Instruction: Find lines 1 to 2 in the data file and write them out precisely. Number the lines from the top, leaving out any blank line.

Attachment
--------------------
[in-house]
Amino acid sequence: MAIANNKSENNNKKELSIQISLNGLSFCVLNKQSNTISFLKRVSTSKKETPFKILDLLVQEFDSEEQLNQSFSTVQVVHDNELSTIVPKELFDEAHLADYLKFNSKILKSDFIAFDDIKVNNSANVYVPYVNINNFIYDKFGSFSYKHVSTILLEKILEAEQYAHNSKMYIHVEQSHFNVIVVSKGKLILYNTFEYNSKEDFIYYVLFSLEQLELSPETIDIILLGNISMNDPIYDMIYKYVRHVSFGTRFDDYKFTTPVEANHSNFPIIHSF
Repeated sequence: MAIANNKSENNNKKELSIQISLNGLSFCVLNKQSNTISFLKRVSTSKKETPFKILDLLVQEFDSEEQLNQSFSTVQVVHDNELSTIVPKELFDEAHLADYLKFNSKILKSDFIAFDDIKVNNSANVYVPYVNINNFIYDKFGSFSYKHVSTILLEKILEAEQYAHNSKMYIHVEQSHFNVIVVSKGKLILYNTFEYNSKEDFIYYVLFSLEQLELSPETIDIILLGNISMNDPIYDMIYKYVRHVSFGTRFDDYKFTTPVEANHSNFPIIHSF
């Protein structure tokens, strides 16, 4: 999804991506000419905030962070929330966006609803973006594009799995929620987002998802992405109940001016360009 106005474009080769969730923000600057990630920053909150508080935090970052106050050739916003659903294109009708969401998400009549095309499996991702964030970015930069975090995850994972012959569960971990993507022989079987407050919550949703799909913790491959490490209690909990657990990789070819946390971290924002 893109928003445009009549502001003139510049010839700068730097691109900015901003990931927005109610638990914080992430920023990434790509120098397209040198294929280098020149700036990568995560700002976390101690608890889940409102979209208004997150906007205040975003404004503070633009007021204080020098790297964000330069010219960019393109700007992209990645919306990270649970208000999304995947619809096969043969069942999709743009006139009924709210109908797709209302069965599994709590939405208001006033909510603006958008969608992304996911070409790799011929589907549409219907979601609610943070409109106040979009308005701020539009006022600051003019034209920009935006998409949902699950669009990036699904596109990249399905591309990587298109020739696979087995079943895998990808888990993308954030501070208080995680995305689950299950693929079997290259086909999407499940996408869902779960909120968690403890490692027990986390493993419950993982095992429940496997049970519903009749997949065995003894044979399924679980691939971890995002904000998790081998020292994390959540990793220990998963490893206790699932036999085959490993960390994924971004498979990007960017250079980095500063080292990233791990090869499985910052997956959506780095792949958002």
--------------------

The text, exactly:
[in-house]
Amino acid sequence: MAIANNKSENNNKKELSIQISLNGLSFCVLNKQSNTISFLKRVSTSKKETPFKILDLLVQEFDSEEQLNQSFSTVQVVHDNELSTIVPKELFDEAHLADYLKFNSKILKSDFIAFDDIKVNNSANVYVPYVNINNFIYDKFGSFSYKHVSTILLEKILEAEQYAHNSKMYIHVEQSHFNVIVVSKGKLILYNTFEYNSKEDFIYYVLFSLEQLELSPETIDIILLGNISMNDPIYDMIYKYVRHVSFGTRFDDYKFTTPVEANHSNFPIIHSF